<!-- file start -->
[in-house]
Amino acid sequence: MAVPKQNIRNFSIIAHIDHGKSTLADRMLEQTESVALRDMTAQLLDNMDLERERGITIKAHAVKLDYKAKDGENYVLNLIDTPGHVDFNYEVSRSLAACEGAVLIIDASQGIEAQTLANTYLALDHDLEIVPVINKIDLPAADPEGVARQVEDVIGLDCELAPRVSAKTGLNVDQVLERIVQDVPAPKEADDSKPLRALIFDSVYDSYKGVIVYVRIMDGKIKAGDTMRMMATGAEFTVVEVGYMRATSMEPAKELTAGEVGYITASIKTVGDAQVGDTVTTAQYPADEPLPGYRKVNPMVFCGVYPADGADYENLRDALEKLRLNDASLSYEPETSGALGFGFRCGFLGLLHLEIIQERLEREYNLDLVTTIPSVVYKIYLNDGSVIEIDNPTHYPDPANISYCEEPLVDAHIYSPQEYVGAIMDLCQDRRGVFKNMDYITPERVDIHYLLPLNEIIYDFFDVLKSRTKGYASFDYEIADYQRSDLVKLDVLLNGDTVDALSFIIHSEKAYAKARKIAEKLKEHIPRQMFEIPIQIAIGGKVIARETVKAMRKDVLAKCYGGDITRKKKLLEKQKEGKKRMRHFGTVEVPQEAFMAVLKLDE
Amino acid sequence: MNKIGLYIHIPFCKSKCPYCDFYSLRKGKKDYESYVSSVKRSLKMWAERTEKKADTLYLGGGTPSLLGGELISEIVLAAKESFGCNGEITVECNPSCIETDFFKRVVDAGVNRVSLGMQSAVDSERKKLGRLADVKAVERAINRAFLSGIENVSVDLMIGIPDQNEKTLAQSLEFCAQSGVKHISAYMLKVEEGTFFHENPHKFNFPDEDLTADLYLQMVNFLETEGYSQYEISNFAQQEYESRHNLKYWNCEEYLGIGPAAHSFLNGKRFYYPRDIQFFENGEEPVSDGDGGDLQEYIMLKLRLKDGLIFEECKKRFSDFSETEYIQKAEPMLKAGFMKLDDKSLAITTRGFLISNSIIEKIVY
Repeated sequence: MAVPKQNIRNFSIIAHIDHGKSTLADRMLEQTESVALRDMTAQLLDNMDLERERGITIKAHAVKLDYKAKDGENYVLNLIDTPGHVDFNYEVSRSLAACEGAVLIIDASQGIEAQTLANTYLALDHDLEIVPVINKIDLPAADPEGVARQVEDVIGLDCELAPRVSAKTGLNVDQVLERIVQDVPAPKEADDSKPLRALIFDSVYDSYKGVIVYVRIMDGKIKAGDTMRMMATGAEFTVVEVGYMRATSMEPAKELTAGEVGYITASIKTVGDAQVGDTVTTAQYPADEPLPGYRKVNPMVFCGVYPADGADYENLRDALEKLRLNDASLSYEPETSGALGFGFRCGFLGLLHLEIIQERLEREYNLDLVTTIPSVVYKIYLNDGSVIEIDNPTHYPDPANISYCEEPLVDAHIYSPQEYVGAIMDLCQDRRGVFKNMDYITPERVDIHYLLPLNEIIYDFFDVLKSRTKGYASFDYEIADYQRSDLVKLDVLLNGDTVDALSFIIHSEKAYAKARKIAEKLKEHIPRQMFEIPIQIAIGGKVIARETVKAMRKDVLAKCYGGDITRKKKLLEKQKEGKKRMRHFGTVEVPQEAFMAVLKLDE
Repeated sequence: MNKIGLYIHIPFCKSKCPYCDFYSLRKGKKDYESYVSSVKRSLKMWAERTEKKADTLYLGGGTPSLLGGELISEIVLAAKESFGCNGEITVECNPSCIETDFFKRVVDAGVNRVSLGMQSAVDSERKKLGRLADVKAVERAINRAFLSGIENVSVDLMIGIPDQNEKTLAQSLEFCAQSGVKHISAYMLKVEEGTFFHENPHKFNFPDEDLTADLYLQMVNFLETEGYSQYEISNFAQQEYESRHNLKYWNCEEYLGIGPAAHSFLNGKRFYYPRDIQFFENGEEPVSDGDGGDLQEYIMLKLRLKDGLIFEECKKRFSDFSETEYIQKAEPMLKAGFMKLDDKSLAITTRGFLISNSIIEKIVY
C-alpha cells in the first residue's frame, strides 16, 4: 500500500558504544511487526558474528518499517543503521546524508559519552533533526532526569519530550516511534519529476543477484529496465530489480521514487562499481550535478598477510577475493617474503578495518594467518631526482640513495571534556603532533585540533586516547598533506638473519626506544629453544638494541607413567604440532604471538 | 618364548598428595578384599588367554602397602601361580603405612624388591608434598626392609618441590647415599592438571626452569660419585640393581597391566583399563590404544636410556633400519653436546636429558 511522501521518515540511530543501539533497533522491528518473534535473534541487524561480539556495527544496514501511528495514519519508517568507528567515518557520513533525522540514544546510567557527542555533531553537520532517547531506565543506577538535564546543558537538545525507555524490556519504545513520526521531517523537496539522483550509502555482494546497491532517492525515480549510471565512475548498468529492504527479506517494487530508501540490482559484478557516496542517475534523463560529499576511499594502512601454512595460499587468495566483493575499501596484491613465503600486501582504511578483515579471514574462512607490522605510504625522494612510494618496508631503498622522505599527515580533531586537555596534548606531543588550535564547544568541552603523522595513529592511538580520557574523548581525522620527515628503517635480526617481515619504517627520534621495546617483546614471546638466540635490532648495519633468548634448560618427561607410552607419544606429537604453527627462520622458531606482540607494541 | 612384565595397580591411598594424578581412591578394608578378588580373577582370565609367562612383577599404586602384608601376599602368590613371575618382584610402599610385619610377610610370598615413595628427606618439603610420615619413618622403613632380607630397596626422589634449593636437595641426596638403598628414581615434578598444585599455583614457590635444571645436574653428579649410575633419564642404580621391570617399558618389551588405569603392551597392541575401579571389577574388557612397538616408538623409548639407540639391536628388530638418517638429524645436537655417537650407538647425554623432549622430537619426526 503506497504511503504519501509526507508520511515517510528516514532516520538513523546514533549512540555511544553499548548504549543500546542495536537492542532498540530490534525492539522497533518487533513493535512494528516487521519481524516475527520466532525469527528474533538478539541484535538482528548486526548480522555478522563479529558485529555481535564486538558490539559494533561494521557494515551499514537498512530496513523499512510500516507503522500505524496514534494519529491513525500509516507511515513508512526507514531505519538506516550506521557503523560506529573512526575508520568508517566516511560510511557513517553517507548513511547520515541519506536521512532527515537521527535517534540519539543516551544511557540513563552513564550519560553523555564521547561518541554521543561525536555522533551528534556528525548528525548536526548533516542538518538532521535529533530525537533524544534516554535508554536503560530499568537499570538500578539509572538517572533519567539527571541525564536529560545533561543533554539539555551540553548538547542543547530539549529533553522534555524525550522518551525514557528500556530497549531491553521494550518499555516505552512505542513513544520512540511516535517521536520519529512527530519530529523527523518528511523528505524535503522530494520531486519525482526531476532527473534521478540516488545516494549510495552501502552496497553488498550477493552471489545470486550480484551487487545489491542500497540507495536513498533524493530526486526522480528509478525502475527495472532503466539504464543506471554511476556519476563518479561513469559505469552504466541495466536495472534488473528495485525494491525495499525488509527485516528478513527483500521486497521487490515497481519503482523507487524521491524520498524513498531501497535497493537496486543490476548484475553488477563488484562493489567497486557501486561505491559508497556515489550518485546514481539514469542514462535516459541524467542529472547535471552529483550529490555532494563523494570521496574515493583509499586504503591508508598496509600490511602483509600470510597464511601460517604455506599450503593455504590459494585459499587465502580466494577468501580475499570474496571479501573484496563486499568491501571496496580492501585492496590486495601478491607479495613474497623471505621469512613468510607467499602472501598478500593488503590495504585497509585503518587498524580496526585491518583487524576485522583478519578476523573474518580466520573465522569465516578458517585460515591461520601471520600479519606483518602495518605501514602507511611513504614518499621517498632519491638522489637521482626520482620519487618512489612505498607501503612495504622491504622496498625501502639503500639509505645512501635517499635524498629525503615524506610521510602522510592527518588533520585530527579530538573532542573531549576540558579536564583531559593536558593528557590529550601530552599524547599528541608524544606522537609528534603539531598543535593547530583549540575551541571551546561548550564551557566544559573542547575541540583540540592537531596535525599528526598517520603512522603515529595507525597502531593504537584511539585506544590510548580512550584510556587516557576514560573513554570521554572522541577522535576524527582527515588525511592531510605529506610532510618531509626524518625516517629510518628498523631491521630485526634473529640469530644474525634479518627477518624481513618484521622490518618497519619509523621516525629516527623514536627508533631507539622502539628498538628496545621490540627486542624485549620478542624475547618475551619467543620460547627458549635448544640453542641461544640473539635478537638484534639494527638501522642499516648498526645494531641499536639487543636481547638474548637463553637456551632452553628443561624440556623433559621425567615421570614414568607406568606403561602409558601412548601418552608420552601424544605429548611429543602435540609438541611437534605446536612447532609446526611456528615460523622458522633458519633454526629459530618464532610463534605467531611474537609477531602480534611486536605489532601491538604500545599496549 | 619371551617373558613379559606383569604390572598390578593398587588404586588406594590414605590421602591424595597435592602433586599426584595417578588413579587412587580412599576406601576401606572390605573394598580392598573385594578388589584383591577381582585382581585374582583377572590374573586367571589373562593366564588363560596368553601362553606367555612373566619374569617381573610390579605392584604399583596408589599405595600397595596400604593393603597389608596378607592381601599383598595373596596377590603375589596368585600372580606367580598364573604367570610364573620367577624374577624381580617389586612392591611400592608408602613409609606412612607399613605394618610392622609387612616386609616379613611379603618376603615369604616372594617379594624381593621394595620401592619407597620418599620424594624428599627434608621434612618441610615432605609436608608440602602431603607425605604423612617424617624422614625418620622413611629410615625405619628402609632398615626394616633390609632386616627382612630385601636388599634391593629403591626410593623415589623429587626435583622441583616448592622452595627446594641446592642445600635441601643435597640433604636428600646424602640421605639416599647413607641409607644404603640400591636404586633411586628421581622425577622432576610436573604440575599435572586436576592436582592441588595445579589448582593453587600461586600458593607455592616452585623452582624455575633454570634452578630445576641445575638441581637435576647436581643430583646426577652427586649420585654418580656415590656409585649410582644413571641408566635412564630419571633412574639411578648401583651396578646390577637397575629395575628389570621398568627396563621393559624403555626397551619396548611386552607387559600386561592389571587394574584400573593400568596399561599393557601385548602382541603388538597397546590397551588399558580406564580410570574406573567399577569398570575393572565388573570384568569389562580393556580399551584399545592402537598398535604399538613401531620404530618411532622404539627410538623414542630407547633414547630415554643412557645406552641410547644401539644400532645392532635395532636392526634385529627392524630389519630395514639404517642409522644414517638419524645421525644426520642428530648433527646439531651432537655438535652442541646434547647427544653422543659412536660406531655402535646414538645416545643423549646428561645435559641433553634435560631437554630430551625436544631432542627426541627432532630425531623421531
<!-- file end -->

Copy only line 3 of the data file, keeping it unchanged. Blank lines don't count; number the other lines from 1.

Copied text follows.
Amino acid sequence: MNKIGLYIHIPFCKSKCPYCDFYSLRKGKKDYESYVSSVKRSLKMWAERTEKKADTLYLGGGTPSLLGGELISEIVLAAKESFGCNGEITVECNPSCIETDFFKRVVDAGVNRVSLGMQSAVDSERKKLGRLADVKAVERAINRAFLSGIENVSVDLMIGIPDQNEKTLAQSLEFCAQSGVKHISAYMLKVEEGTFFHENPHKFNFPDEDLTADLYLQMVNFLETEGYSQYEISNFAQQEYESRHNLKYWNCEEYLGIGPAAHSFLNGKRFYYPRDIQFFENGEEPVSDGDGGDLQEYIMLKLRLKDGLIFEECKKRFSDFSETEYIQKAEPMLKAGFMKLDDKSLAITTRGFLISNSIIEKIVY